It's not only an educated workforce at issue, but the housing glut and bust that continues to zap us:

New Mexico had the steepest percentage construction job losses in the U.S. during August, according to an analysis by the Associated General Contractors of America based on U.S. Department of Labor statistics. The state lost 2,900 construction jobs, a 6.8 percent drop. Since August 2011, the Land of Enchantment has gone from 43,000 jobs to 39,600.

The Bear Market has been devastating for construction. We spotted a crane over ABQ's Winrock Center the other day and it was like seeing an extinct bird flying through the air. We eyed it with wonder, discovering that some long-delayed construction is finally getting underway at the mostly abandoned mall.

We could have more cranes dotting the landscape if the Guv and Legislature would come together in a coherent way and straighten out our capital outlay program by targeting for construction large highway and bridge projects. ABQ Public Schools will hold a bond election in February that if approved will mean construction hammers making some noise. Bully for that.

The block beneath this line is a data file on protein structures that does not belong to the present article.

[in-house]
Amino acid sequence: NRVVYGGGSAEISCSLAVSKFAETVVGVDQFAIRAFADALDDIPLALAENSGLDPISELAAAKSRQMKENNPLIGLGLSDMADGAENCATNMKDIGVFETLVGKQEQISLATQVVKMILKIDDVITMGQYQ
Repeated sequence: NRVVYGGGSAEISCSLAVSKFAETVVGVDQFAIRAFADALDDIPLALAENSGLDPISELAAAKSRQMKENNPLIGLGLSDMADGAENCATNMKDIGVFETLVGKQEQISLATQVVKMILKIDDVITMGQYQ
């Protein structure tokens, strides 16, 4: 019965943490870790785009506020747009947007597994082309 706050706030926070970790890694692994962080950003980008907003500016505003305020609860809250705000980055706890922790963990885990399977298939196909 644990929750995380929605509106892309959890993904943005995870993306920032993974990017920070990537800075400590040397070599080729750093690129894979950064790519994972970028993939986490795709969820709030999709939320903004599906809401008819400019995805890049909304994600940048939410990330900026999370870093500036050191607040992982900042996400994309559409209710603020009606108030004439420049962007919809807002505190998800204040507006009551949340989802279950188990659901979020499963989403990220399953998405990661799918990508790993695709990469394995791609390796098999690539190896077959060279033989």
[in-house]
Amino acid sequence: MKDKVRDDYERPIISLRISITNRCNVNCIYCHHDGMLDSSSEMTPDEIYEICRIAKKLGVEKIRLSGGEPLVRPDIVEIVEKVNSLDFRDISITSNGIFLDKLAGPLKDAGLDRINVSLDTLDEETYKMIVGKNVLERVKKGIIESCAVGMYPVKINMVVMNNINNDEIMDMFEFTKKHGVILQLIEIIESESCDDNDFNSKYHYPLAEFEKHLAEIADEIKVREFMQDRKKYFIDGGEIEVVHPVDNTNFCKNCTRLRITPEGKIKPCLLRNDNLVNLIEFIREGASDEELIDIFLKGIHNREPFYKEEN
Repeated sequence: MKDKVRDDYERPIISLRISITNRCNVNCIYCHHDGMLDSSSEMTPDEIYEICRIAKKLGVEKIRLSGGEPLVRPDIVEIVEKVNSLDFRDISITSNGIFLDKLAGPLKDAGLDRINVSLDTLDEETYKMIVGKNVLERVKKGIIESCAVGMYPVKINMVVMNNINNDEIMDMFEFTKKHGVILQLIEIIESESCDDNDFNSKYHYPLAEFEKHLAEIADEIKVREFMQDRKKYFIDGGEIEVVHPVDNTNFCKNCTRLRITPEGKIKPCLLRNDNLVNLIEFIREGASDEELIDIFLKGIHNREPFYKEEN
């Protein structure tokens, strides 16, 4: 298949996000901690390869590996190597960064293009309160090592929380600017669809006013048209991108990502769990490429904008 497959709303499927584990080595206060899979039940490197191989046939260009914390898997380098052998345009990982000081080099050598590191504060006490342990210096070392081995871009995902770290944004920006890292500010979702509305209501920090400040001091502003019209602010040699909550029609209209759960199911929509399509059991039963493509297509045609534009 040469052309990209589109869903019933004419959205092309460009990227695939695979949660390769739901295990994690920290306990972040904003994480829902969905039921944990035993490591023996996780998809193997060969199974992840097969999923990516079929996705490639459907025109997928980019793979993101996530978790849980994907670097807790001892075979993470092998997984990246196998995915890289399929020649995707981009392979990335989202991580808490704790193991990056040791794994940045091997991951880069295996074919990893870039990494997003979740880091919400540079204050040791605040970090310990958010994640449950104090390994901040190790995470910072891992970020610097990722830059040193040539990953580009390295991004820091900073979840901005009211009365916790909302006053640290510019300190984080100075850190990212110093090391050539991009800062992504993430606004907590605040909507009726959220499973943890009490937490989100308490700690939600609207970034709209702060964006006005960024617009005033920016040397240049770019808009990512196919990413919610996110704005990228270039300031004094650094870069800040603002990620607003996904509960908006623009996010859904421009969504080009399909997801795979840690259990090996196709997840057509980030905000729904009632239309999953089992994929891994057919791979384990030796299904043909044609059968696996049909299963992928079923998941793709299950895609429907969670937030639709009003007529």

And then there's the proposal on the Nov. 6 ballot to raise the minimum wage in the city by a buck an hour. Judging by the reaction from the opposition you would think someone was trying to ban green chile:

A coalition of business and community groups opposed to raising the minimum wage in Albuquerque hopes to raise $500,000 to convince voters to reject the measure on Nov. 6. At least $100,000 has been pledged by the New Mexico Restaurant Association, said association CEO Carol Wight. Other coalition members have been asked to contribute $15,000 to the effort.

A recent poll done by Dem pollster Harry Pavlides shows support for the minimum wage starts out at 59% among the over 340 likely voters who were asked. But with the kind of cash that foes are going to throw at the measure you can bet that will crash quickly and we are in store for a much closer fight.